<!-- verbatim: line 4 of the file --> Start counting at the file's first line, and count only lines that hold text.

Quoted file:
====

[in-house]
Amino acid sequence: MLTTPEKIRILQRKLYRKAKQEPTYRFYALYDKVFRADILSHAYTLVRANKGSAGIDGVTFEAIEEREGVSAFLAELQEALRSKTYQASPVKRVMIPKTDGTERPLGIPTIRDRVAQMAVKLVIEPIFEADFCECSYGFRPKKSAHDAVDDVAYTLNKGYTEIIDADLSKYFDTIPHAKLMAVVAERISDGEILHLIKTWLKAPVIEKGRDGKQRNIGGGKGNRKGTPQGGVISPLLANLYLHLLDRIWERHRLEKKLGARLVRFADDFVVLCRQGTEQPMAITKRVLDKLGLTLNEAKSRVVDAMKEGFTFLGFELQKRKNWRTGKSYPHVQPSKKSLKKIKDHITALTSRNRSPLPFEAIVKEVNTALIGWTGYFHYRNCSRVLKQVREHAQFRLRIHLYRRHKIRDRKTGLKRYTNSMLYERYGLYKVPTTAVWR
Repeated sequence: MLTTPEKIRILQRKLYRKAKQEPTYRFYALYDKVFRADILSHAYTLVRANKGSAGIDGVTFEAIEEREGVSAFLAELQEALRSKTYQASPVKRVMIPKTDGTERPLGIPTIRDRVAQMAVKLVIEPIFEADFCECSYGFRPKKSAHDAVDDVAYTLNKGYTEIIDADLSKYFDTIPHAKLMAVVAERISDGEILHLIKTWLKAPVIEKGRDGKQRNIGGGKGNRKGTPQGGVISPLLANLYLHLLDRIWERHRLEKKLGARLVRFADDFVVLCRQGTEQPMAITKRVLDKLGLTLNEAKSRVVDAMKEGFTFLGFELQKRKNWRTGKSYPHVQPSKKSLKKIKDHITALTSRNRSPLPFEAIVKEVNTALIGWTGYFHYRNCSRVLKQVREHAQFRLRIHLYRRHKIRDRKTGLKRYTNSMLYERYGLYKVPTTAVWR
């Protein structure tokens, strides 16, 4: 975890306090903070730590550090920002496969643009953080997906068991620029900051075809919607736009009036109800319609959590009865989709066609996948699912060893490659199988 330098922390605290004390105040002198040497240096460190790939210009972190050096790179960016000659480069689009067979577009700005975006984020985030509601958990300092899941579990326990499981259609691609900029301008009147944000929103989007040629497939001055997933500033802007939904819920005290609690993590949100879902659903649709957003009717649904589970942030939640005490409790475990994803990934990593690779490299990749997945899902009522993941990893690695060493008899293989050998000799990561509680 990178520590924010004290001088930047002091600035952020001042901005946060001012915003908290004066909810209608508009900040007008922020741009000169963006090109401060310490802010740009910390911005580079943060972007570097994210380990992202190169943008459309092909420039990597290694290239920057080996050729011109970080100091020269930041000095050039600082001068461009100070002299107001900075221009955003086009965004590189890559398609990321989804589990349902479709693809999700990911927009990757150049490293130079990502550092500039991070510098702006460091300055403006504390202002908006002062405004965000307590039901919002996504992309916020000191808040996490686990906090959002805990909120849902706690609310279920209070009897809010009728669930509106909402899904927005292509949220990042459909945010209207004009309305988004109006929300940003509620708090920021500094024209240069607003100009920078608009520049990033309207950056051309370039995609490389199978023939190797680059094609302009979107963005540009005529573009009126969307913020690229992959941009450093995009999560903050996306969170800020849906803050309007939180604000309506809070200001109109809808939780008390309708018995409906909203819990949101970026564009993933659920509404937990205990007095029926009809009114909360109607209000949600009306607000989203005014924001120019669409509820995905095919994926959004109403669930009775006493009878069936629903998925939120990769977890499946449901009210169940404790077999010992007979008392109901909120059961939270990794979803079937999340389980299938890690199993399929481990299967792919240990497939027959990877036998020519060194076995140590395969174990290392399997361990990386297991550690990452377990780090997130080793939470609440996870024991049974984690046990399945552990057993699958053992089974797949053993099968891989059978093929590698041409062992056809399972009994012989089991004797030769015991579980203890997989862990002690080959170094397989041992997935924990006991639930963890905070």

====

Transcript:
């Protein structure tokens, strides 16, 4: 975890306090903070730590550090920002496969643009953080997906068991620029900051075809919607736009009036109800319609959590009865989709066609996948699912060893490659199988 330098922390605290004390105040002198040497240096460190790939210009972190050096790179960016000659480069689009067979577009700005975006984020985030509601958990300092899941579990326990499981259609691609900029301008009147944000929103989007040629497939001055997933500033802007939904819920005290609690993590949100879902659903649709957003009717649904589970942030939640005490409790475990994803990934990593690779490299990749997945899902009522993941990893690695060493008899293989050998000799990561509680 990178520590924010004290001088930047002091600035952020001042901005946060001012915003908290004066909810209608508009900040007008922020741009000169963006090109401060310490802010740009910390911005580079943060972007570097994210380990992202190169943008459309092909420039990597290694290239920057080996050729011109970080100091020269930041000095050039600082001068461009100070002299107001900075221009955003086009965004590189890559398609990321989804589990349902479709693809999700990911927009990757150049490293130079990502550092500039991070510098702006460091300055403006504390202002908006002062405004965000307590039901919002996504992309916020000191808040996490686990906090959002805990909120849902706690609310279920209070009897809010009728669930509106909402899904927005292509949220990042459909945010209207004009309305988004109006929300940003509620708090920021500094024209240069607003100009920078608009520049990033309207950056051309370039995609490389199978023939190797680059094609302009979107963005540009005529573009009126969307913020690229992959941009450093995009999560903050996306969170800020849906803050309007939180604000309506809070200001109109809808939780008390309708018995409906909203819990949101970026564009993933659920509404937990205990007095029926009809009114909360109607209000949600009306607000989203005014924001120019669409509820995905095919994926959004109403669930009775006493009878069936629903998925939120990769977890499946449901009210169940404790077999010992007979008392109901909120059961939270990794979803079937999340389980299938890690199993399929481990299967792919240990497939027959990877036998020519060194076995140590395969174990290392399997361990990386297991550690990452377990780090997130080793939470609440996870024991049974984690046990399945552990057993699958053992089974797949053993099968891989059978093929590698041409062992056809399972009994012989089991004797030769015991579980203890997989862990002690080959170094397989041992997935924990006991639930963890905070």